Beyond the hype you’ll find patient engagement strategies with tangible results
I love those TV advertisements that always include the phrase “But wait, there’s more!” and then offer you twice as much product for just a second shipping and handling fee. The products all do something so amazing, you can’t quite believe they work. Often they don’t, but sometimes they are actually pretty good.
Marketing for patient engagement solutions often sounds like those TV ads – too good to be true. But some patient engagement strategies work every bit as well as advertised and even better. It pays to understand what works and what doesn’t.
First, consider your goal. Improving patient satisfaction? Preventing chronic disease complications? Reduce the misinformation patients find online? Opening a new office, establishing a new practice, or wanting to attract new patients?
All are goals you can address with a comprehensive patient engagement strategy – including health coaching, telehealth, patient relationship management and social media outreach and listening. The key is to think through each goal and evaluate tools objectively, focusing on your goals, not the hype. Below is a quick tour of effective tools, starting with the most important goal: improved outcomes.
More effective than medications?
“Patient engagement will be the blockbuster drug of the century,” according to Leonard Kish, citing a 2009 Kaiser study which used coordinated cardiac care to reduce risk of dying of a cardiac event by 88 percent. Those results are far better than any drug on the market. A 2008 VA coordinated care/telehealth study had similar results.
While Kish’s statement sounds hyperbolic, the research backs him up. Coordinated care, patient coaching and telehealth technology can improve outcomes, reduce the need for expensive hospitalization and delight your patients – the VA study reported that 86% of patients involved with the telehealth program were satisfied with their care.
Want to increase your HCAHPS score? Use digital tools
Patient satisfaction often hinges on convenience and responsiveness. A recent survey by the Advisory Board found that convenience trumped loyalty in primary care, and convenience also affects satisfaction with hospital care. To figure out what you need, look at your organization from the patient’s view point, and judge the convenience of your services against other industries, because that’s the standard your patients will use. Digital tools are expected. If your patients can book a complex travel itinerary online, they expect to be able to book a doctor’s appointment that easily, too.
How long do patients sit in your waiting room? The Advisory Board survey found patients will wait patiently about half an hour for a scheduled or walk-in visit and longer waits create ill-will. Many urgent care and emergency centers use digital strategies to reduce waiting times: posting wait times online, allowing patients to sign in before they leave home, and alerting scheduled patients if the physician is running late. Automated voice, email or text reminders are also appreciated.
For hospitals, an inpatient tablet app can provide a convenient way for patients to access information about their stay, and you can include surveys or other response mechanisms to get real-time feedback about the patient experience.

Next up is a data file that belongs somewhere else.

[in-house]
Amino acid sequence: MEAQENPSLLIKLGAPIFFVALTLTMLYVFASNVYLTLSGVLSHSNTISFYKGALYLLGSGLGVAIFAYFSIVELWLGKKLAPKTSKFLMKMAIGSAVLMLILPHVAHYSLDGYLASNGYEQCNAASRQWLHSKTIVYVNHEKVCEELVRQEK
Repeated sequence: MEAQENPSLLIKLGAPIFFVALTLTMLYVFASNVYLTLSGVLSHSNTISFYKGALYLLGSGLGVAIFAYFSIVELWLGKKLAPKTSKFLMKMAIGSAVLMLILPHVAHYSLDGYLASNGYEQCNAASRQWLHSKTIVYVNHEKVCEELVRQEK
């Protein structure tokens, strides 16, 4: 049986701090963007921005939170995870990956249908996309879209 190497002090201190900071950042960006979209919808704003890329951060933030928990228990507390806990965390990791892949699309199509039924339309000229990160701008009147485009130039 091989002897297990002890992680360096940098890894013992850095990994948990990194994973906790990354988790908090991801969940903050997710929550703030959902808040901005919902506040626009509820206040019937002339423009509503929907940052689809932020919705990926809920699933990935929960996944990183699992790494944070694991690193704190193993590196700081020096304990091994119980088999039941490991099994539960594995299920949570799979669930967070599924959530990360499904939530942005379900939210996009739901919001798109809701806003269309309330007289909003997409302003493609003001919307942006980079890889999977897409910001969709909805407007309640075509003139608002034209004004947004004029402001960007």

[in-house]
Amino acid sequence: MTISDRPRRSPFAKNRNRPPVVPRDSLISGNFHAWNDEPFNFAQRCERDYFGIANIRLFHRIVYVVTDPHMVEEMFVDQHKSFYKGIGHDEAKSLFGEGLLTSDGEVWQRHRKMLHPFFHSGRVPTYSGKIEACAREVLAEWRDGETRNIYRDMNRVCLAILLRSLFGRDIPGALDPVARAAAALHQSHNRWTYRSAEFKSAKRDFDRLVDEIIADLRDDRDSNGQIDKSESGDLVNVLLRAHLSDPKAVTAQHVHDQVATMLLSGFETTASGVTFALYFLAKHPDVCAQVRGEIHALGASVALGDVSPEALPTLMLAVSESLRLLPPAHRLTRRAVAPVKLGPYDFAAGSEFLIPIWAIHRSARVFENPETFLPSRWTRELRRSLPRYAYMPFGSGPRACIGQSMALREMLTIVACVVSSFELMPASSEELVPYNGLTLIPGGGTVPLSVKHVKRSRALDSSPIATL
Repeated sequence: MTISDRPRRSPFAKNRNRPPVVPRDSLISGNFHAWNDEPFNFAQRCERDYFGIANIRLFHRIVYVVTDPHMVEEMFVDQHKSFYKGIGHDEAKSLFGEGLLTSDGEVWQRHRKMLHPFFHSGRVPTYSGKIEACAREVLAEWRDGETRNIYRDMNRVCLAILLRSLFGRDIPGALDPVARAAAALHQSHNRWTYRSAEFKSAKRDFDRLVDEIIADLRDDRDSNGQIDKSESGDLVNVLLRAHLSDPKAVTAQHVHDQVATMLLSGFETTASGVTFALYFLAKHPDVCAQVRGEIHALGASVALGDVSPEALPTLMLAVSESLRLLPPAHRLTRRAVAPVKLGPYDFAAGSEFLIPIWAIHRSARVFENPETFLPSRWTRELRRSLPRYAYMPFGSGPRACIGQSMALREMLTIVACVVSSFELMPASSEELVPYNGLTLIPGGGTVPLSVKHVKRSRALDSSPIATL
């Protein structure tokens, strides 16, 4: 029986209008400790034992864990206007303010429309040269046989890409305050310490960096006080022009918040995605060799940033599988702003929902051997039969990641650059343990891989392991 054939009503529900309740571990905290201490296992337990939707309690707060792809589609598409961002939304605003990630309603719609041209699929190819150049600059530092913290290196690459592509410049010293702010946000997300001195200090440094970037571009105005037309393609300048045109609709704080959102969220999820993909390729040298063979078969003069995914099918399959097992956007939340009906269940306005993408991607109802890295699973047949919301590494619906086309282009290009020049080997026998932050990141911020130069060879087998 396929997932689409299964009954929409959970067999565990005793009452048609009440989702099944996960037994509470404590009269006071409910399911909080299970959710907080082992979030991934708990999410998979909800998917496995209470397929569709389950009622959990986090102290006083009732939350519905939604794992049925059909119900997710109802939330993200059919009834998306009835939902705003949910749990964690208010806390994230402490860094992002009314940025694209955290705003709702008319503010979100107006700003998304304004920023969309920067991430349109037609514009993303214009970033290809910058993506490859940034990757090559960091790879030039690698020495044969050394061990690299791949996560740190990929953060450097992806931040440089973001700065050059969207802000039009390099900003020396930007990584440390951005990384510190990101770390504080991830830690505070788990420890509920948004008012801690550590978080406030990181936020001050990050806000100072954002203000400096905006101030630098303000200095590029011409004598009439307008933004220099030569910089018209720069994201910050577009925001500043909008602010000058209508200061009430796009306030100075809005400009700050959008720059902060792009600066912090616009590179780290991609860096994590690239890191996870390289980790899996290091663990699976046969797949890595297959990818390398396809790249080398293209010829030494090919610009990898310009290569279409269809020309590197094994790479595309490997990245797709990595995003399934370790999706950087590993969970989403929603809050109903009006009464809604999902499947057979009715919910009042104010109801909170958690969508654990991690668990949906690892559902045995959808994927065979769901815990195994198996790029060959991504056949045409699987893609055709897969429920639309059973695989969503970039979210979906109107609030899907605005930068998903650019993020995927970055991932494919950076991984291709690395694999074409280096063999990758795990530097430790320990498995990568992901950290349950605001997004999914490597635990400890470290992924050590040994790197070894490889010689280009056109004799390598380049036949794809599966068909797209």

Integrate your data with a patient relationship management system
If Amazon can remember every item your patients have even considered buying, they expect that you will have an accurate record of their family health history, medications and insurance information. Giving the same information repeatedly is irritating, and patients will judge your services accordingly. A patient relationship management system – the healthcare version of a customer relationship management system (CRM) – can integrate all the random data about a patient from a variety of sources and help you know the patient more fully. It gives you a systematic way to remember personal details that aren’t recorded elsewhere. Patients like knowing that you see them as individuals.
Social media can give you feedback and help you engage patients more fully
Want to know what your patients think about your services? Listen to what they say about you on social media. You’ll find out whether your staff is helpful or infuriating to your patients. You’ll find out how much the like the convenience of your services or how much they really hate sitting an hour and a half in your waiting room.
You can also help guide patients to reliable health information via platforms like Twitter or Facebook. If you direct them to accurate information, and refute the myths and misinformation that you often hear, you’ll waste less time trying to explain why the information they read on the dodgy website is not correct.
Social media is also an excellent way to reach out to patients and build a practice. It can help you differentiate your practice or services from your competitors.
Evaluate tools carefully, and have a strategic plan for their use
As you can see, digital tools can help with your patient engagement goals. But none of the tools are a panacea on their own. What’s important is that you look carefully how each tool will fit into your workflows and fully integrate the tools that you adopt.
If you’d like to explore this topic in depth, please join us for a live webinar July 26th, at 2:00pm ET titled Patient Engagement: Strategies for Improving Outcomes and Experience While Lowering Costs. I will be presenting along with a senior analyst from the Everest Group and John DuBois, Managing director of customer engagement Dell Services. I hope you can join us and hope my own providers will be listening in too!